While researching a book on Japanese comics, Schodt turned up this comic-strip account of the experiences of Japanese immigrants in early-twentieth-century San Francisco. Now, 75 years after its original publication, this unique record of issei life, newly translated, is made available to a wider audience (the original edition contained dialogue in both Japanese and English, making it unreadable to either Americans or native Japanese). Kiyama's autobiographical story follows four young friends who hit U.S. shores in 1904 and work as houseboys and farmers. They live through the great earthquake, World War I, and the influenza epidemic; suffer prejudice and misunderstanding; acquire businesses and picture brides; and turn from youths into men. The work is a fascinating cultural document of an era of great interest to scholars of Asian American culture. Since it is apparently the first U.S. comic book consisting of original material instead of reprinted newspaper strips, it is also of interest to students of American comics. Gordon Flagg
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Product Details

  • Paperback: 152 pages
  • Publisher: Stone Bridge Press; Gph edition (June 1, 1999)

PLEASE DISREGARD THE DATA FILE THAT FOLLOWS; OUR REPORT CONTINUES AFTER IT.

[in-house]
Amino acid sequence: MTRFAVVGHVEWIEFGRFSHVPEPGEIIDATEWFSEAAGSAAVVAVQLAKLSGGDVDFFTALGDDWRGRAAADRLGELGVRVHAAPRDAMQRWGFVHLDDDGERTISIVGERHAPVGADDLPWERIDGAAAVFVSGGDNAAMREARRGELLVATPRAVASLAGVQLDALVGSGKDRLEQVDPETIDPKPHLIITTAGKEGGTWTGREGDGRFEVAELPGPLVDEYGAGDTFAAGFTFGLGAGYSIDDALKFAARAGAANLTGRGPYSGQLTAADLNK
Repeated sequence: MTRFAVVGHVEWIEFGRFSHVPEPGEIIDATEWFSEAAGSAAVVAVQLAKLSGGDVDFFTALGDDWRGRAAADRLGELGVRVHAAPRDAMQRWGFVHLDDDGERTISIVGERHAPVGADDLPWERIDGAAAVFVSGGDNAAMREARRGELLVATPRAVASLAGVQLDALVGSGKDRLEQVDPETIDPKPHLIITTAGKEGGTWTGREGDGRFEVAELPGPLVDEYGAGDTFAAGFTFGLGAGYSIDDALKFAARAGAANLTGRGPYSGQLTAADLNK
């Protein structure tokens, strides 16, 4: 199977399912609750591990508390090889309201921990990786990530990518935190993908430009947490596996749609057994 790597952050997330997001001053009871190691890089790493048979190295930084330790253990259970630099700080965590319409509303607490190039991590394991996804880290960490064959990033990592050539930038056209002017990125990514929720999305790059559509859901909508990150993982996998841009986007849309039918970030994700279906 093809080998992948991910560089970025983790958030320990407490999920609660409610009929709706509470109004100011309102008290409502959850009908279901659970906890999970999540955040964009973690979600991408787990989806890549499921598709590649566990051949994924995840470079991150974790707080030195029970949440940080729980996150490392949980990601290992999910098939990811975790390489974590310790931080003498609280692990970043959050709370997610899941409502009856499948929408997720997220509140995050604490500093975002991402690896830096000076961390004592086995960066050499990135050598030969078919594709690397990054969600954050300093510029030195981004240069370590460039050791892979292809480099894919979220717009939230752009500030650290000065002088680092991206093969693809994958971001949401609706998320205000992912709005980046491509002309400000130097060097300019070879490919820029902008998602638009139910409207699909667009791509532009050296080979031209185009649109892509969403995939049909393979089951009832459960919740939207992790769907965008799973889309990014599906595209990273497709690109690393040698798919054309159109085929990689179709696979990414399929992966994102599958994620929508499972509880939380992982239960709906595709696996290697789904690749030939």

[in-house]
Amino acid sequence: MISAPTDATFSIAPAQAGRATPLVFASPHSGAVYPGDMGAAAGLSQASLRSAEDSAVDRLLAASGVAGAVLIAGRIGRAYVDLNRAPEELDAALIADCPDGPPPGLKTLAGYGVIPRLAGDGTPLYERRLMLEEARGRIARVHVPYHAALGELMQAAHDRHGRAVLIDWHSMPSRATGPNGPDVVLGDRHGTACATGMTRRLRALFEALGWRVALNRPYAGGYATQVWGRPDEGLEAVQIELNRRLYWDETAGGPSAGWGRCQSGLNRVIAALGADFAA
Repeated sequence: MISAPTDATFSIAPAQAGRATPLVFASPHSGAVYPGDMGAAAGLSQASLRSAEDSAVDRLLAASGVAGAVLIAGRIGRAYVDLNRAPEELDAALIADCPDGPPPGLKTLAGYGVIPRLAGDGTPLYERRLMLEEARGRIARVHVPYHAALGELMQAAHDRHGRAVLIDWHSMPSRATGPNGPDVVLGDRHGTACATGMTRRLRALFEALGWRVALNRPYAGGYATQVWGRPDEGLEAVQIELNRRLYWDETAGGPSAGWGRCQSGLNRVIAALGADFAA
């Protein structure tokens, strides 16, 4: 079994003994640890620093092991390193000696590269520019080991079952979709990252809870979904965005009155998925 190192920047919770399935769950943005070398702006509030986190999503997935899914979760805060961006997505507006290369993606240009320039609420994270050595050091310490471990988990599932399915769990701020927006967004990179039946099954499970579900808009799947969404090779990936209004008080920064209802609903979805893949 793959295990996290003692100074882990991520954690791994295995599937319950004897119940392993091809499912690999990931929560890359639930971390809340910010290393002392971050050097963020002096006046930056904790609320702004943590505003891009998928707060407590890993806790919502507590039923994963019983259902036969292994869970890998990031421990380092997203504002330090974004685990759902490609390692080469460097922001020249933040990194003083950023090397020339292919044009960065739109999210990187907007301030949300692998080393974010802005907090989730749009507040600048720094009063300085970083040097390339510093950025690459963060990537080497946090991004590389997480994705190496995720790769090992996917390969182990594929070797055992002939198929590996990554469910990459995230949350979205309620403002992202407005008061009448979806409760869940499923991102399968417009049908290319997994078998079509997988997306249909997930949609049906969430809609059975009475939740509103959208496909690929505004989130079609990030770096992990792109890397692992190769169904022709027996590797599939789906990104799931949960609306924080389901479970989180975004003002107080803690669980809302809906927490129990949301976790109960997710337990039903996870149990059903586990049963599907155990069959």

• Language: English
  • ISBN-10: 1880656337
  • ISBN-13: 978-1880656334
  • Product Dimensions: 7 x 0.4 x 9 inches
  • Shipping Weight: 9.6 ounces (View shipping rates and policies)
  • Average Customer Review: 4.1 out of 5 stars  See all reviews (7 customer reviews)
  • Amazon Best Sellers Rank: #416,525 in Books (See Top 100 in Books)

Customer Reviews

Top Customer Reviews

Format: Paperback
Henry Kiyama created this terrific book in the 1930's, chronicling the lives of four young Japanese immigrants and their struggle to find work and acceptance in San Francisco at the turn of the century. It was unearthed and translated into English, giving us all the rare privelege of a glimpse into the immigrant experience of that era. Drawn in a simple and lighthearted style and told with insight and depth, Kiyama, along with the rising popularity of Japanese Anime and Manga, reinforces the notion that comics are not just for kids anymore. A great read for a comic lover, a hyphenated-American or anyone interested in the multihued experience of our country.